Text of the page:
• "“It’s not whether you’re right or wrong that’s important,” George Soros once said, “but how much money you make when you’re right and how much you lose when you’re wrong.” You can be wrong half the time and still make a fortune."
  • "But doing something you love on a schedule you can’t control can feel the same as doing something you hate."
  • "Every bit of savings is like taking a point in the future that would have been owned by someone else and giving it back to yourself."
  • "The historical odds of making money in U.S. markets are 50/50 over one-day periods, 68% in one-year periods, 88% in 10-year periods, and (so far) 100% in 20-year periods. Anything that keeps you in the game has a quantifiable advantage."
  • "A good rule of thumb for a lot of things in life is that everything that can break will eventually break
  • "Bubbles do their damage when long-term investors playing one game start taking their cues from those short-term traders playing another."
  • "Growth is driven by compounding, which always takes time. Destruction is driven by single points of failure, which can happen in seconds, and loss of confidence, which can happen in an instant
  • "Expecting things to be bad is the best way to be pleasantly surprised when they’re not."
  • "Coming to terms with how much you don’t know means coming to terms with how much of what happens in the world is out of your control."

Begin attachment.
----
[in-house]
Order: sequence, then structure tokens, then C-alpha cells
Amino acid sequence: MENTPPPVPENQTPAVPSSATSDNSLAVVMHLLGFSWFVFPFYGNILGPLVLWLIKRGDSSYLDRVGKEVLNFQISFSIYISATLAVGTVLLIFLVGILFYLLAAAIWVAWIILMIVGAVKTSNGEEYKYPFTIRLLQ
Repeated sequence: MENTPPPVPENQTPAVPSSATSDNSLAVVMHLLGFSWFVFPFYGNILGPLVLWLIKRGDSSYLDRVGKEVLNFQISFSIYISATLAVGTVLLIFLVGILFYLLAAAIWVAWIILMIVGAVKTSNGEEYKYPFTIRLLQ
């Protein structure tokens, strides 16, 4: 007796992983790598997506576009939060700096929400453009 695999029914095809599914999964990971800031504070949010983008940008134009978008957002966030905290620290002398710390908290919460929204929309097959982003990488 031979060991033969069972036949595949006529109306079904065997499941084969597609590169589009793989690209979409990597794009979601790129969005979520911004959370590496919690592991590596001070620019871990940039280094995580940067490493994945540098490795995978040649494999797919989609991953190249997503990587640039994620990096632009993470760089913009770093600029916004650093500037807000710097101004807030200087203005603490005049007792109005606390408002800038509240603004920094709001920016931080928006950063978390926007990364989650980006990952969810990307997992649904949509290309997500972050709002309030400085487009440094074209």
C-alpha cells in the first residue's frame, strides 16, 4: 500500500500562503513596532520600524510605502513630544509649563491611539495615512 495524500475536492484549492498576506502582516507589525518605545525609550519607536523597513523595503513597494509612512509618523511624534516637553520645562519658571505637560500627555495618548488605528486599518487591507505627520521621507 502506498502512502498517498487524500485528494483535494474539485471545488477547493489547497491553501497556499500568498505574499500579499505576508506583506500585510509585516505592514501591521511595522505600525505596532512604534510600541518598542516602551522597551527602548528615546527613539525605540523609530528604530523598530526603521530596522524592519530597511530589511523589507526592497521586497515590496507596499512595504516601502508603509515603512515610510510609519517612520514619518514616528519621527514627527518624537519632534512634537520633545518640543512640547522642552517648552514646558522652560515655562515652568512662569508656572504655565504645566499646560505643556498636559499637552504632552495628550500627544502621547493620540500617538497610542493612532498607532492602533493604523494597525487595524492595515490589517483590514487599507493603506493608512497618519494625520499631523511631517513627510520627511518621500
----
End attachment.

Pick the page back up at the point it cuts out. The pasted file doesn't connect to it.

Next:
• "Use money to gain control over your time, because not having control of your time is such a powerful and universal drag on happiness. The ability to do what you want, when you want, with who you want, for as long as you want to, pays the highest dividend that exists in finance."
  • "I can afford to not be the greatest investor in the world, but I can’t afford to be a bad one."

Bonus (Stories, illustrations, & things that made me go wow.)

  • A quote about another partner Warren Buffett did business with and how he wanted to get rich quick: > Warren, Charlie, and Rick made investments together and interviewed business managers together. Then Rick kind of disappeared, at least relative to Buffett and Munger’s success. Investor Mohnish Pabrai once asked Buffett what happened to Rick. Mohnish recalled: [Warren said] “Charlie and I always knew that we would become incredibly wealthy. We were not in a hurry to get wealthy; we knew it would happen. Rick was just as smart as us, but he was in a hurry.” What happened was that in the 1973–1974 downturn, Rick was levered with margin loans. And the stock market went down almost 70% in those two years, so he got margin calls. He sold his Berkshire stock to Warren—Warren actually said “I bought Rick’s Berkshire stock”—at under $40 a piece. Rick was forced to sell because he was levered.
  • > In Pharaonic Egypt … scribes tracked the high-water mark of the Nile and used it as an estimate for a future worst-case scenario. The same can be seen in the Fukushima nuclear reactor, which experienced a catastrophic failure in 2011 when a tsunami struck. It had been built to withstand the worst past historical earthquake, with the builders not imagining much worse—and not thinking that the worst past event had to be a surprise, as it had no precedent.